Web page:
I will take the media a little more seriously when they start circling on Twyford and the cluster that is Kiwibuild….it is THE flagship Labour policy and its a disaster only 18 months in….

    Bridges just needs to call the journalists to account every time they come at him – Kiwibuild… immigration and the Czech problem…. just start attacking Labour aggressively and force the journalists to discuss it. If they wont report on it then start going around them – there are templates about how it can be done..

    • Kitty Catkin

       /  February 16, 2019

      He needs to take care, though, that he doesn’t give the other fellow free publicity, as my stepfather used to say.

      But pointing out the number of houses that would need to be built every day was a stroke of genius ..I knew that it couldn’t happen, but even so, having it spelt out like that was a surprise even to me ! When it was broken down like that, it showed the absurdity of the scheme.

      I bet that Labour’s lost any support it had in ‘TK’.

  2. Mother

     /  February 16, 2019

    So true.

    I saw for myself that Mr Bridges is too immature for the job. However, many are. The person fittest for the job is usually least noticed by media, and by their own team too.

    I think that social media has a job to do here. I detest MSM showing clips of this or that (eg Mr Bridges eating his ice cream) clearly for the purpose of leaving lasting impresses through images.

    MSM is irresponsible. Simply because they are vitriolic makes me want to change my mind regarding Mr Bridges. Wouldn’t it be wonderful if he pulled through this?

    • duperez

       /  February 16, 2019

      “MSM showing clips of this or that (eg Mr Bridges eating his ice cream) clearly for the purpose of leaving lasting impresses through images.”

      Don’t they always show clips of this or that for the purpose of leaving lasting impressions through images? Should there be lists of suitable and non-suitable activities involving politicians to be shown in MSM?

      • Mother

         /  February 16, 2019

        No lists duperez. Just free will.

        If journalists are going to see themselves as people of political influence, they must be held accountable.

        We need less laws, rules and lists around what is common sense and decency.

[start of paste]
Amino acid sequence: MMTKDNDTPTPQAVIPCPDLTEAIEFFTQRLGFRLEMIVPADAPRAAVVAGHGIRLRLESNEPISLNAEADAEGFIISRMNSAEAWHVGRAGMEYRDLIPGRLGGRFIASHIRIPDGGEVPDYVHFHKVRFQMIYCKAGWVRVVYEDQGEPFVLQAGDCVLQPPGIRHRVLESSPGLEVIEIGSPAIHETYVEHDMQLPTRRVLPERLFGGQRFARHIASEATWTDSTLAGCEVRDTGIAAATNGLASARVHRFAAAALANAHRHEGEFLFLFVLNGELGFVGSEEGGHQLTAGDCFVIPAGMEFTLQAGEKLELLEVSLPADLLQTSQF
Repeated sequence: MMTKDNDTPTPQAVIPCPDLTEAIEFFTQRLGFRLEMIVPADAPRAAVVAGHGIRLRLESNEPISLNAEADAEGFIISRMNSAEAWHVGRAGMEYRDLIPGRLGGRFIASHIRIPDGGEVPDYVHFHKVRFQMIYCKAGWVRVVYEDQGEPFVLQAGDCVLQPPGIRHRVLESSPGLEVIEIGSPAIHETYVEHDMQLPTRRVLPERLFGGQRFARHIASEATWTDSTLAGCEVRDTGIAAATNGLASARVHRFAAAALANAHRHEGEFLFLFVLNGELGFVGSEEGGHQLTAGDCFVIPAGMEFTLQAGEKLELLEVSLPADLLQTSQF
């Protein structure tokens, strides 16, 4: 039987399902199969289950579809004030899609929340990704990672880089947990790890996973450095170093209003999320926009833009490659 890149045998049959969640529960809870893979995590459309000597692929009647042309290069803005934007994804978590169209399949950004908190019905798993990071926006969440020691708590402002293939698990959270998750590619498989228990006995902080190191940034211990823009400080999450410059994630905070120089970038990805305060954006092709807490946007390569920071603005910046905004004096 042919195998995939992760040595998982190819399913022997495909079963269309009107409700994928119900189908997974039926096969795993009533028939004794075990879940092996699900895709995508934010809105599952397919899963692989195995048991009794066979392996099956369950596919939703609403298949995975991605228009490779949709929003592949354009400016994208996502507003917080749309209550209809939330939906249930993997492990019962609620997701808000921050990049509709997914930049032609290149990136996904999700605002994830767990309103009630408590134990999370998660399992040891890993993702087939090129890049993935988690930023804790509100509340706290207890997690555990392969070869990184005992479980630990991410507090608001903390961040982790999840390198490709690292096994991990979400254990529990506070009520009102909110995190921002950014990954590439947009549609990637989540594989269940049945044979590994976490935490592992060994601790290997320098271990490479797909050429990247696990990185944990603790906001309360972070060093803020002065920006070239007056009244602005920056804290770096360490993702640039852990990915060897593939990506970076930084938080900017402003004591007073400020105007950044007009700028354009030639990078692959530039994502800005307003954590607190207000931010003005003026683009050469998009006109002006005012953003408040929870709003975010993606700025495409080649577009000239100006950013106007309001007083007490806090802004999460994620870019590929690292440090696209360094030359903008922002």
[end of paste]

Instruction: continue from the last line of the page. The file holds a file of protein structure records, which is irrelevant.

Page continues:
I suspect you know these things. Perhaps your comment was a way to undermine my credibility?

  3. Finbaar Rustle

     /  February 16, 2019

    Simon laughed at Labour opposition leaders low popularity ratings.
    His turn now.
    To be fair the media themselves are under pressure to deliver.
    They know never to challenge their audiences.
    Just give them what they want keep them happy.
    The right wing has the most money so 95% of the media is heavily right wing.
    Bridges is cruising .
    Big salary, privileges perks.
    I doubt he has clothes on lay buy at the warehouse and
    can pay cash for new tyres on the Peugeot.
    Post parliament all the MP’s pick managerial jobs
    because of their profile, contacts, and
    inside knowledge of how the system works.

    • Kitty Catkin

       /  February 16, 2019

      He may have a good salary, but he is on call 24/7, probably works eye-watering hours and has a very stressful job.

      He is a very successful lawyer, so his pay probably wasn’t much of a pay rise. It might not even be one, I have known quite a few MPs and only one was earning more as an MP as she would have been before. There was a saying that becoming a Labour MP meant a pay rise, becoming a National one meant a pay cut, and it could well be the same now.

  4. Alan Wilkinson

     /  February 16, 2019

    Armstrong overlooks the Trump tactic of attacking the media full frontal rather than submitting. And circumventing their communication monopolies while minimising their opportunities and platforms.

  5. Duker

     /  February 16, 2019

    Armstrong was one of those in the media – who were working hand in glove with national Mps to make sure Cunliffe was ‘dog tucker’. he was closely involved in smears involving donations that werent and imaginary $20k bottles of wine .
    He covers up his role in that
    he had made his mind up on Cunliffe , now he says thats a bad thing .Pleeese.
    https://www.nzherald.co.nz/opinion/news/article.cfm?c_id=466&objectid=11150241
    John Armstrong: Labouring under an electoral delusion

    For over 30 years he wrote stories which conformed to his papers long time support of the national party and hostility to labour. As thats how NZ herald used to be
    Now the papers owners dont care and the editors know its those clicks that matter and keep them in their job and most commenting here find the online Herald unreadable

    • Kimbo

       /  February 16, 2019